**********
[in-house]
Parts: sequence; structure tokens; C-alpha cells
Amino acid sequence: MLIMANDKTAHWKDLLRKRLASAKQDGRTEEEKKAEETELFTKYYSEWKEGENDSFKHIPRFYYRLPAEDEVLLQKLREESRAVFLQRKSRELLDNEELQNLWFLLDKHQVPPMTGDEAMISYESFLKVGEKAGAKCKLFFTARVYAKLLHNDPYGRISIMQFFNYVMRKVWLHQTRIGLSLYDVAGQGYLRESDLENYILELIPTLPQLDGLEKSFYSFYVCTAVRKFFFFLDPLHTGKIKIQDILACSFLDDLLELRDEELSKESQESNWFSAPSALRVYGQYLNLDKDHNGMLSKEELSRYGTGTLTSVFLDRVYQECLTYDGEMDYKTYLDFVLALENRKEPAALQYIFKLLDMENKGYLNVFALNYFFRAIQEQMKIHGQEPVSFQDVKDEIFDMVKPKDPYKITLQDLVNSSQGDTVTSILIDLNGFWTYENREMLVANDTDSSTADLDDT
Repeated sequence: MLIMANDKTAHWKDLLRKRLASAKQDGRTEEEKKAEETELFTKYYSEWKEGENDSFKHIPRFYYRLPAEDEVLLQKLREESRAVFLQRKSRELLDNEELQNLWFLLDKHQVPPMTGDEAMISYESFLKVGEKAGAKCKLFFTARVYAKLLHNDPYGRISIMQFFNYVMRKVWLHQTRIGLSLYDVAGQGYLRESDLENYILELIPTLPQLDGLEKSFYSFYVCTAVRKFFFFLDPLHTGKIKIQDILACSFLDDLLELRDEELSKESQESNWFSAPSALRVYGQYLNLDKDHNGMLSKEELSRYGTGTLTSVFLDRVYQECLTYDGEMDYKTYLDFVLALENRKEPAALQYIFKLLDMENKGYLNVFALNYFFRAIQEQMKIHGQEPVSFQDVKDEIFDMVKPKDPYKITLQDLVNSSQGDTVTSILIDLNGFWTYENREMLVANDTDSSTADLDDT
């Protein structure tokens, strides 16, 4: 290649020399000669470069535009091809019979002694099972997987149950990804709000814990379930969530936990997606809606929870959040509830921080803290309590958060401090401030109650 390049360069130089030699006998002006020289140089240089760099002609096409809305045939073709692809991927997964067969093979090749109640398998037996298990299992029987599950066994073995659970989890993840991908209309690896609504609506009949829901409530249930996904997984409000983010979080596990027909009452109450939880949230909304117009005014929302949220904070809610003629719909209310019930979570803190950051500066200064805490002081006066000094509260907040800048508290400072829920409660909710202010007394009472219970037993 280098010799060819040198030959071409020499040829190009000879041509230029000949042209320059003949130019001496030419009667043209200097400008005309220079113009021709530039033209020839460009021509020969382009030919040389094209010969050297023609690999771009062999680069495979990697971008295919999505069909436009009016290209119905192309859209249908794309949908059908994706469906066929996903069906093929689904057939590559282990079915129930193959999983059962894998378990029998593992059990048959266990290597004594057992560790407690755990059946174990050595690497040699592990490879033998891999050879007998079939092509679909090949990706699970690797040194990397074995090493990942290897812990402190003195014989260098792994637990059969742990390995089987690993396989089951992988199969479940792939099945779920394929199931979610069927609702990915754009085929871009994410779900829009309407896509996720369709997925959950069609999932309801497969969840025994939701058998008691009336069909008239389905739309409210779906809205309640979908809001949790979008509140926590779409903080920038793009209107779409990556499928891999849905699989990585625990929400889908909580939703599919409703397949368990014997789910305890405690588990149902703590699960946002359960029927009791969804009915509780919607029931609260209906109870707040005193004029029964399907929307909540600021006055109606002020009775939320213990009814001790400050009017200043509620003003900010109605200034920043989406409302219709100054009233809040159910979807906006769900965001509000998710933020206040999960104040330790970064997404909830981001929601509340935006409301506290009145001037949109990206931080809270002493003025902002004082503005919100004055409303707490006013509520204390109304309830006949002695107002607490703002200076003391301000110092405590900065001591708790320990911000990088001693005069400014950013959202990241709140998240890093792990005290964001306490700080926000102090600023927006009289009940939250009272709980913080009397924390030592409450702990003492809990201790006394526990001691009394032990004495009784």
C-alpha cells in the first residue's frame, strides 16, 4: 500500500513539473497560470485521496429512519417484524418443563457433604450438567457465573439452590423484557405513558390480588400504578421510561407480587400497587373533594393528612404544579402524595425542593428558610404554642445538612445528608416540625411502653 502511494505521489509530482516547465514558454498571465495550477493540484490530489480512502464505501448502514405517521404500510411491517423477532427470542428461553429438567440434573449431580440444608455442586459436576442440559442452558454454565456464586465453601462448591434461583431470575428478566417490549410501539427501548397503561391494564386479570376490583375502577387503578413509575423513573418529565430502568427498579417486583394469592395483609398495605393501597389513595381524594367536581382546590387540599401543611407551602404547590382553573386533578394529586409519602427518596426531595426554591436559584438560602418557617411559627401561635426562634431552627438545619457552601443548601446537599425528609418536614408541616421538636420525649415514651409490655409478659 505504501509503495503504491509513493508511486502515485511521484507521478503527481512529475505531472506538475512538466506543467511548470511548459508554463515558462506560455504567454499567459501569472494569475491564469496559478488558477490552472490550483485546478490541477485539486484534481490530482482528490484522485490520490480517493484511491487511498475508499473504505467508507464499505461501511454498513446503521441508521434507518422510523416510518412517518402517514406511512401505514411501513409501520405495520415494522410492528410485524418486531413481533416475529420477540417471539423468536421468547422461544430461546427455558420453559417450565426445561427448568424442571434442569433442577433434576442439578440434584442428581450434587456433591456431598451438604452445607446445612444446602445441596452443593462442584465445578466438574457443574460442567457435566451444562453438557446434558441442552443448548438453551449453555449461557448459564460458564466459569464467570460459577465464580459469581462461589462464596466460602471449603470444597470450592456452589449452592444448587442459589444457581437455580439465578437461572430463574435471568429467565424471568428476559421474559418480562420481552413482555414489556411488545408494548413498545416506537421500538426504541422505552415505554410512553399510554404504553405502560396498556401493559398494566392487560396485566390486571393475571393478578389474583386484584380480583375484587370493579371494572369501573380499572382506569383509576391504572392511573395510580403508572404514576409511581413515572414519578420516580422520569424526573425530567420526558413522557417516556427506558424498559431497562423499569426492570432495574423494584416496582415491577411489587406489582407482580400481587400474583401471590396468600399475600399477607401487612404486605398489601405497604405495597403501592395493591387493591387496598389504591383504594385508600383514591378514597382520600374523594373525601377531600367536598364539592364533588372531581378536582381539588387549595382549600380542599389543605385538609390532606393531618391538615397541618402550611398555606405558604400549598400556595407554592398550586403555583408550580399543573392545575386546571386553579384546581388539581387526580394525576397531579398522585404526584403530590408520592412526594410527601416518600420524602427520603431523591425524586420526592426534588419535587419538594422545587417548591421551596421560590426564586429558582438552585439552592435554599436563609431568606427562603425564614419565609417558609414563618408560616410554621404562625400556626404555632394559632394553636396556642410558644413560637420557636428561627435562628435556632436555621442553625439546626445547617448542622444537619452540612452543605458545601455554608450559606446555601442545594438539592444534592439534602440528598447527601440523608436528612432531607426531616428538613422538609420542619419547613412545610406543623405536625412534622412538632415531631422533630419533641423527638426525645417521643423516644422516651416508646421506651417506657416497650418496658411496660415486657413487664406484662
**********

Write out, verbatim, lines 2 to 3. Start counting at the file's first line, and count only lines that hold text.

Parts: sequence; structure tokens; C-alpha cells
Amino acid sequence: MLIMANDKTAHWKDLLRKRLASAKQDGRTEEEKKAEETELFTKYYSEWKEGENDSFKHIPRFYYRLPAEDEVLLQKLREESRAVFLQRKSRELLDNEELQNLWFLLDKHQVPPMTGDEAMISYESFLKVGEKAGAKCKLFFTARVYAKLLHNDPYGRISIMQFFNYVMRKVWLHQTRIGLSLYDVAGQGYLRESDLENYILELIPTLPQLDGLEKSFYSFYVCTAVRKFFFFLDPLHTGKIKIQDILACSFLDDLLELRDEELSKESQESNWFSAPSALRVYGQYLNLDKDHNGMLSKEELSRYGTGTLTSVFLDRVYQECLTYDGEMDYKTYLDFVLALENRKEPAALQYIFKLLDMENKGYLNVFALNYFFRAIQEQMKIHGQEPVSFQDVKDEIFDMVKPKDPYKITLQDLVNSSQGDTVTSILIDLNGFWTYENREMLVANDTDSSTADLDDT